At least there should be a better sense of the strike zone. Last
year the Tigers were second to the Athletics in the American
League in strikeouts, with 1,164. By bringing in DH Bip Roberts,
leftfielder Luis Gonzalez and third baseman Joe Randa this year,
to replace free-swingers like DH Bob Hamelin, rightfielder
Melvin Nieves and third baseman Travis Fryman, Detroit expects
to reduce its strikeouts by 10% or more. Converting strikeouts
into batted balls should lead to more runs scored and more games
won. That's the theory.

Of course Ilitch didn't get rich on a theory. He got rich
selling pizza. The Tigers are not deluding themselves. They will
return to prominence when they increase their payroll. They will
increase their payroll when they improve their attendance. They
will improve their attendance when they put a winner on the field.

That should be this year.

--M.B.

COLOR PHOTO: V.J.LOVERO GRRRR! It's been awhile, but the Tigers, with Brian Hunter and Deivi Cruz, are back in the hunt.

COLOR PHOTO: CHUCK SOLOMON [Scott Sanders]

BY THE NUMBERS

1997 Team Statistics (AL Rank)
1997 record (third in AL East)

BATTING AVERAGE .258(13) OPP. BATTING AVG. .266(5)
RUNS SCORED 784(8) ERA 4.56(6)
HOME RUNS 176(7) FIELDING PCT. .985(1)

OFF-SEASON MOVES

WHAT THEY NEEDED: Starting pitching, as always. With Travis
Fryman gone, a third baseman with some pop. A reliable veteran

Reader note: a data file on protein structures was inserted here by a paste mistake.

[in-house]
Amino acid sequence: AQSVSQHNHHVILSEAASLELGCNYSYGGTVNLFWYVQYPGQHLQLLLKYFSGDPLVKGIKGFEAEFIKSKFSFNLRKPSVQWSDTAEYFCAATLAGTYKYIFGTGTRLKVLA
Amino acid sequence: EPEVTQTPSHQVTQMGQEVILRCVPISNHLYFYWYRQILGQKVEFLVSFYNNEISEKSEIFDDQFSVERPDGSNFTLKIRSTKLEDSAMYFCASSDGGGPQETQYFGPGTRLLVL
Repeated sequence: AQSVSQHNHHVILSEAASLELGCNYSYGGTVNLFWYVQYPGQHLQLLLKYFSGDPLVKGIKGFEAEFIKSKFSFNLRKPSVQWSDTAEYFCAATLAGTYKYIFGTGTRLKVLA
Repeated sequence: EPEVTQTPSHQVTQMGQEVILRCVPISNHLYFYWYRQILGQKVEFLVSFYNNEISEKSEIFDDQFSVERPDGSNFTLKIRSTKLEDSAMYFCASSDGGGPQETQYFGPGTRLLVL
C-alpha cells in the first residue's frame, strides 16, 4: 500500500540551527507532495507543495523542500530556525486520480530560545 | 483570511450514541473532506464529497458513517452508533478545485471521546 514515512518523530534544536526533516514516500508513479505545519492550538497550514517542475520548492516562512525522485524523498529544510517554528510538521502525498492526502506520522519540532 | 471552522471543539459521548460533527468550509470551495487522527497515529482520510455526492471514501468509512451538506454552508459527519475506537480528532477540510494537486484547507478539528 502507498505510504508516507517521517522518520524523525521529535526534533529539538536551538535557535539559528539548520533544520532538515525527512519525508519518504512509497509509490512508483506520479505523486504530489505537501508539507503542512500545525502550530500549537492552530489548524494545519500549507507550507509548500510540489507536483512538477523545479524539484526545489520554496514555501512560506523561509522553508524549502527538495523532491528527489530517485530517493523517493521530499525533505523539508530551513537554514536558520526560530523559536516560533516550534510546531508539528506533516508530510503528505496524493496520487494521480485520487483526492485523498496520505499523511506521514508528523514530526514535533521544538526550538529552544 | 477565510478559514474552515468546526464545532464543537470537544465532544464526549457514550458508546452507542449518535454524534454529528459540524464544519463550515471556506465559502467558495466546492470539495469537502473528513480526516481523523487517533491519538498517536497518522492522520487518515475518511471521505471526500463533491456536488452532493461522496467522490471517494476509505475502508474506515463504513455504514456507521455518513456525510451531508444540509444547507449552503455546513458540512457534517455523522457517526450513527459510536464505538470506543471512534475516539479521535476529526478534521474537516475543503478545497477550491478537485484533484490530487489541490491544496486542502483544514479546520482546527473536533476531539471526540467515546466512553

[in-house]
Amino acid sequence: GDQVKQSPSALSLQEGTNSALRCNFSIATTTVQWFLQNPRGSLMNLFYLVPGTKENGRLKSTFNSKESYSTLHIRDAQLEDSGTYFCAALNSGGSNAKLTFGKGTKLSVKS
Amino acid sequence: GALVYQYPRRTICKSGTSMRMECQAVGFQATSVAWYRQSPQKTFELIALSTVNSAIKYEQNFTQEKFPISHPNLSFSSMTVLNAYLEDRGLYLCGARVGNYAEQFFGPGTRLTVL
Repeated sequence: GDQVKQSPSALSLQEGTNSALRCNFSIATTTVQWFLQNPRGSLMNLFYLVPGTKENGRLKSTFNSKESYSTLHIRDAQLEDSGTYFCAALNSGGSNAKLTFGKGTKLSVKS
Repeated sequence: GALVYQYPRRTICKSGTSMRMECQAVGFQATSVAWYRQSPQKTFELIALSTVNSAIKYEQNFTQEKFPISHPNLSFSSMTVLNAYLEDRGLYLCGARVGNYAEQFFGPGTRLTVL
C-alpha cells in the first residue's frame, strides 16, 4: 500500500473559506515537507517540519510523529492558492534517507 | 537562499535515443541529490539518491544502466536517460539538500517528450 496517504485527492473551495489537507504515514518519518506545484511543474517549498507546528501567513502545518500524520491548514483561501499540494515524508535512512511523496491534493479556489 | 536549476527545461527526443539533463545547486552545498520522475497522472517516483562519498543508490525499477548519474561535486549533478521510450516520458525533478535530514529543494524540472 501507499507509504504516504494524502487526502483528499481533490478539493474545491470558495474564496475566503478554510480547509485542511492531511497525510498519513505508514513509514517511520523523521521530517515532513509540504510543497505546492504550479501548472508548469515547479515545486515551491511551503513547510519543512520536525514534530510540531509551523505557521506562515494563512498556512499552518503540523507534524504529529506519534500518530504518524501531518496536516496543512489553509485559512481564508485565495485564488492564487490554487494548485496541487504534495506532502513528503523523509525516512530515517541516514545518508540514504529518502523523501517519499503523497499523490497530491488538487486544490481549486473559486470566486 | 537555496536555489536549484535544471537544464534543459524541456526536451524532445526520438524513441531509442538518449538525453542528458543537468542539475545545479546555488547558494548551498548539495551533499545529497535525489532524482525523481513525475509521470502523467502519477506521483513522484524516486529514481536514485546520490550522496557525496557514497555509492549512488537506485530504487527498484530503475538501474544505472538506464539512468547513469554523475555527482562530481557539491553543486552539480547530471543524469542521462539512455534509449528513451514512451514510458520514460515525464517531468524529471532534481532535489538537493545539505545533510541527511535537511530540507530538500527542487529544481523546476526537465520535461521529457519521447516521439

catcher and a second big outfield bat to go with Bobby
Higginson's.

WHAT THEY GOT: Luis Gonzales will join Higginson in the
outfield. Bip Roberts is solid at many positions. A bunch of
uninspiring pitchers, including Bryce Florie, Tim Worrell and
Frank Castillo, and Joe Oliver, a veteran catcher.

WHAT IT ALL MEANS: Lots of youth on board, but no legit
replacements for Fryman and starter Willie Blair. Unless their
kids step up immediately, this could get ugly.

THE X-FACTOR

In the majors, saying a pitcher has "great stuff" is a code for
"why the hell doesn't he win more games?" Bruce Berenyi had
great stuff. Remember him? Alas, should Scott Sanders again
allow the 30 home runs he gave up in '97, despite his great
stuff, he--and the Tigers--will have zero chance of reaching
.500. Manager Buddy Bell has Sanders listed as his fourth
starter, but with Justin Thompson the only proven Detroit arm,
it doesn't take a brainiac to figure out that Sanders will have
to perform more like a No. 2 starter for this team to be
respectable. That means he can't give up more than 18 dingers.

Projected Roster With 1997 Statistics
Manager: Buddy Bell (third season with Detroit)

BATTING ORDER B/T BA HRs RBIs SBs

CF Brian Hunter R .269 4 45 74
DH Bip Roberts[*] S/R .302 4 44 18
RF Bobby Higginson L/R .299 27 101 12
1B Tony Clark S/R .276 32 117 1
LF Luis Gonzalez[*] L/R .258 10 68 10
2B Damion Easley R .264 22 72 28
3B Joe Randa[*] R .302 7 60 4
C Raul Casanova S/R .243 5 24 1
IF Bill Ripken[*] R .276 3 24 0

BENCH

OF Trey Beamon[*] L/R .277 0 7 1
C Joe Oliver[*] R .258 14 43 1
OF Pete Incaviglia R .247 5 12 0
SS Deivi Cruz S/R .241 2 40 3

STARTERS W L IPS BR ERA

LH Justin Thompson 15 11 7.0 1.15 3.02
RH Brian Moehler 11 12 5.7 1.51 4.67
RH Frank Castillo[*] 12 12 5.6 1.61 5.42
RH Scott Sanders 6 14 5.2 1.56 5.86
RH Tim Worrell[*] 4 8 5.1 1.63 5.16

RELIEVERS W L S BR ERA

RH Bryce Florie[*] 4 4 0 1.59 4.32
RH Todd Jones 5 4 31 1.37 3.09
RH Doug Brocail 3 4 2 1.45 3.23
RH A.J. Sager 3 4 3 1.26 4.18
LH Roberto Duran 0 0 0 2.34 7.59
LH Eddie Gaillard (R) 1 0 1 1.77 5.31

[*] New acquisition (R) Rookie B/T: Bats/throws
IPS: Innings pitched per start BR: Base runners per inning pitched